Camellia blooms add beauty from fall through spring.

Should You Cut Old Blooms Off Camellias?

by Jolene Hansen

Camellias (Camellia spp.) provide the perfect complement of elegant blooms against glossy, evergreen foliage. Hardy in U.S. Department of Agriculture plant hardiness zones 7 through 9, these beautiful shrubs are covered with profuse blooms from fall until spring. Understanding the special features of camellia blooms and the best way to handle them when they pass their peak can help you keep your camellia looking its best all year.

New Blooms

Camellia blooms take many different forms, depending on the type of camellia. The flowers range from delicate single sets of petals, to many-petaled, fully double blooms. Borne in clusters, the beautiful flowers come in colors from alabaster and blush-pink to yellow, lavender, deep ruby-red and some variegated, bi-color varieties. Measuring 2 to 5 inches across, the blooms are often entirely without fragrance, but it’s the beauty of the blossoms, not their smell, that make camellias so attractive.

Old Blooms

Lovely when covered in fresh blooms, camellias can look untidy as flowers begin to fade. Unlike some flowers that drop quickly once they wilt, old camellia blooms linger on the branches, sometimes holding on for weeks. Old blooms detract from the beauty of the foliage and new blossoms, and the petals can be unsightly when they finally loosen their grasp and fall to the ground. To keep your camellia as attractive as possible and promote more new blooms, remove old blooms. This process of removing the dead flower is called deadheading. For camellias, this is best done by hand.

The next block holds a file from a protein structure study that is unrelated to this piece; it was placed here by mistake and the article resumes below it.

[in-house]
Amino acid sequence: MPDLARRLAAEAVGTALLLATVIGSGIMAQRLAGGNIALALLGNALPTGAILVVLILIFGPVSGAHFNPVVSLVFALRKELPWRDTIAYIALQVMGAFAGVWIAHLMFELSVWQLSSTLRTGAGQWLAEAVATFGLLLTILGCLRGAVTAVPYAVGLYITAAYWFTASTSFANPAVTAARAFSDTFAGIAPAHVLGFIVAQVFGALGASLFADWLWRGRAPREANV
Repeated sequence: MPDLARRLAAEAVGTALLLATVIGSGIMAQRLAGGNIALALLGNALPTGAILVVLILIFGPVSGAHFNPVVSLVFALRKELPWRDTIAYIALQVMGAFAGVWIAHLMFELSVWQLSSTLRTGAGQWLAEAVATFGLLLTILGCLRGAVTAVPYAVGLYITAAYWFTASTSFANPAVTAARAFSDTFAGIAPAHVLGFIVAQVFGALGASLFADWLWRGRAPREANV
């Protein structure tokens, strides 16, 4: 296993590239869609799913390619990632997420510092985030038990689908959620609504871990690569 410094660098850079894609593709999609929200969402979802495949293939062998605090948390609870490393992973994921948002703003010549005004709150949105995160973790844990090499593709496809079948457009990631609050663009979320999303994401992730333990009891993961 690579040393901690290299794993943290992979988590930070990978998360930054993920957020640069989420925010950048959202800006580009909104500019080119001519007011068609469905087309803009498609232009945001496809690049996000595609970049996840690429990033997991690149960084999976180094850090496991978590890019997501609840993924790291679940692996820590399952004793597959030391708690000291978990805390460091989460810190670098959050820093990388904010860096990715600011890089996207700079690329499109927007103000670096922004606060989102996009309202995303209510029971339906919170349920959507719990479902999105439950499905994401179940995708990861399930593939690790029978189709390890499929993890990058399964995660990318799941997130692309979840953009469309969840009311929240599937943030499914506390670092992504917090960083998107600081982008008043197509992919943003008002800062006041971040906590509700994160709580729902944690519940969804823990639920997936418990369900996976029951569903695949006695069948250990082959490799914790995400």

Removing Blooms

Deadheading camellias by hand is better than cutting off old blooms. Camellia flowers grow in clusters, with many new flower buds near the spent blossoms. The growth tip that will produce future flower buds is also right below the old bloom. Working by hand makes damage to that tip less likely and helps protect the cluster of new buds. Using shears can leave an unnatural look, plus it can damage buds next in line to bloom. To deadhead your camellia, grasp the spent bloom with one hand. Use your other hand to gently hold the stem right below the old blossom. Then pull the bloom, twist slightly and the wilted flower will come off in your hand.


Deadheading your camellia has many benefits, including the immediate gratification of seeing your plant look tidier. Deadheading causes the plant to redirect its energy away from seed production into more flowers and healthy new growth. It also creates room for new buds to develop and helps guard against fungal diseases that can affect old petals on the plant or accumulated on the ground. Whether you have a few minutes or more, deadheading can be done any time. With no tools or shears required, even little hands can help instantly improve the appearance of your camellia and keep it looking its best all season.

About the Author

Jolene Hansen is a lifelong gardening enthusiast and former horticulture professional. She is passionate about reshaping the way people experience gardens and gardening. Hansen's work appears regularly in consumer and trade publications, as well as numerous internet gardening and lifestyle channels.

Photo Credits

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